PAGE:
Outstanding Fringe Production

Glitch…, Ottawa Theatre School

Playing for Advantage, Black Sheep Theatre

Roller Derby Saved My Soul, Broken Turtle Productions

Sounds from the Turtle Shell, May Can Theatre

THE WALK, Moon Dog Theatre


Emerging Artist Award

Katie Bunting, Actor

Pierre Ducharme, Set Designer

Nancy Kenny, Playwright

Mishka Lavigne, Translator

Tania Levy, Director


The nominees for French-language productions are:

Production de l'année

Adieu Beauté, la comédie des horreurs, Théâtre Belvédère

Frères d’hiver, Théâtre la Catapulte

Les Étoiles d’Angus, Théâtre de l’Île

Taram, Théâtre du Trillium

Ti-Jean de partout, Cie Vox Théâtre


Mise en scène de l'année

Caroline Yergeau, Adieu Beauté, la comédie des horreurs, Théâtre Belvédère

Joël Beddows, Frères d’hiver, Théâtre la Catapulte

Isabelle Bélisle, Les Étoiles d’Angus, Théâtre de l’Île

Pierre Antoine Lafon Simard, Taram, Théâtre du Trillium

Pier Rodier, Ti-Jean de partout, Cie Vox Théâtre


Interprétation féminine de l'année

Geneviève Couture, Feu la mère de madame et Un bain de ménage,  Théâtre de l’Île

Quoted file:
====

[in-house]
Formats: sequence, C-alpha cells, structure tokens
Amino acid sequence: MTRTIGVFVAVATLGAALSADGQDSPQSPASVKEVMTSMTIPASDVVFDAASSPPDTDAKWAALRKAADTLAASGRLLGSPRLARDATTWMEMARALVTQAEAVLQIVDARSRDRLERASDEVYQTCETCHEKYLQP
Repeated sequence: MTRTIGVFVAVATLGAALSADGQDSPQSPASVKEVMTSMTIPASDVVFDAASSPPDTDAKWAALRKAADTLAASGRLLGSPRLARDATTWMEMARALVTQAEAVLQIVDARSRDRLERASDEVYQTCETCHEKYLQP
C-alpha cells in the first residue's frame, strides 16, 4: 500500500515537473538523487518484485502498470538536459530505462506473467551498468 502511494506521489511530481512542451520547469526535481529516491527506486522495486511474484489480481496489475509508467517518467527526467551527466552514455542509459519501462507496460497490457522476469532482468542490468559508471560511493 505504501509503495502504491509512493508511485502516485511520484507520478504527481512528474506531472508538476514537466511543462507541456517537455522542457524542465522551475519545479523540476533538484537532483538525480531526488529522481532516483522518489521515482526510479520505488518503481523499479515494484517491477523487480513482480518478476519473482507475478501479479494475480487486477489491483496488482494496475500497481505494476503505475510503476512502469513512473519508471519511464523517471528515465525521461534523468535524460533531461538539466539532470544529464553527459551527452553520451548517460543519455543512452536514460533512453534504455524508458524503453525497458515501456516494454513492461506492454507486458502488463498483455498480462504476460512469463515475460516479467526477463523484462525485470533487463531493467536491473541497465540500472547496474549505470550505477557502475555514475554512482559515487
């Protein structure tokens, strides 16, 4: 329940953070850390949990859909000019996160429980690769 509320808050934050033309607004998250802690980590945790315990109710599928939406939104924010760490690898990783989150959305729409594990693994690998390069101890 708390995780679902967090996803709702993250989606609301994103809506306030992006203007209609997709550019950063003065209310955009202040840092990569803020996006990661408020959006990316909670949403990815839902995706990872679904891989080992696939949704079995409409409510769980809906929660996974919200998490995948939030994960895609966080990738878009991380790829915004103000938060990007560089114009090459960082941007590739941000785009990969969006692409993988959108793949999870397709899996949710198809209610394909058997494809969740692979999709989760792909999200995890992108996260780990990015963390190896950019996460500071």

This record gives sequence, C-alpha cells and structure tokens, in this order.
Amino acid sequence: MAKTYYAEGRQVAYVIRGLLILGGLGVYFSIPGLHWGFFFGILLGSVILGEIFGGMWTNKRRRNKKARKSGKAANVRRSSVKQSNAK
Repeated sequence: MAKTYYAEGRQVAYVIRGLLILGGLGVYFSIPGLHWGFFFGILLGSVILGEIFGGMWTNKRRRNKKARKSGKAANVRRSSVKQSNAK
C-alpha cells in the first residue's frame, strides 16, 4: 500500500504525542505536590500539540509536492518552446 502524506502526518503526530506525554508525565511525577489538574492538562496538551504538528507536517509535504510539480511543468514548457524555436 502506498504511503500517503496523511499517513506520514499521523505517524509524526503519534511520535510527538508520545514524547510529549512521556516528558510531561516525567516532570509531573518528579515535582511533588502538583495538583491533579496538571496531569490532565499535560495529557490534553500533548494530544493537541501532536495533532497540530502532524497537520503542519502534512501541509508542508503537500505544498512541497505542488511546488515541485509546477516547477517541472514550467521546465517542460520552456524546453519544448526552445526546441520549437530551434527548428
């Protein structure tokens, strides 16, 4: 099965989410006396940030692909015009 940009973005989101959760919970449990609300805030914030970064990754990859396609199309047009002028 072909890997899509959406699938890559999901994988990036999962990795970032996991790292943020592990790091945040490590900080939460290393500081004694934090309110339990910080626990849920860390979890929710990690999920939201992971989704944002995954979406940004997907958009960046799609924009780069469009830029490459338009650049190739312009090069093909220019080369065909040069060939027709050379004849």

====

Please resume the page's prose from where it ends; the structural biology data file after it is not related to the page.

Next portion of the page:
Jocelyne Zucco, Les Fridolinades, Théâtre la Catapulte /Théâtre français de Toronto

Lina Blais, Les Fridolinades, Théâtre la Catapulte / Théâtre français de Toronto

Marjolaine Beauchamp, Taram, Théâtre du Trillium

Micheline Marin, Taram, Théâtre du Trillium


Interprétation masculine de l'année

Nicolas Desfossés, Autopsies de biscuits chinois, Théâtre du Trillium / Théâtre Belvédère

Alain Doom, Frères d’hiver, Théâtre la Catapulte

Pierre Simpson, Frères d’hiver, Théâtre la Catapulte

Richard Bénard, Les Étoiles d’Angus, Théâtre de l’Île

John Doucet, Ti-Jean de partout, Cie Vox Théâtre


Conception de l'année

Geneviève Couture, costumes, Feu la mère de madame et Un bain de ménage, Théâtre de l’Île

Brian Smith, décor, Frères d’hiver, Théâtre la Catapulte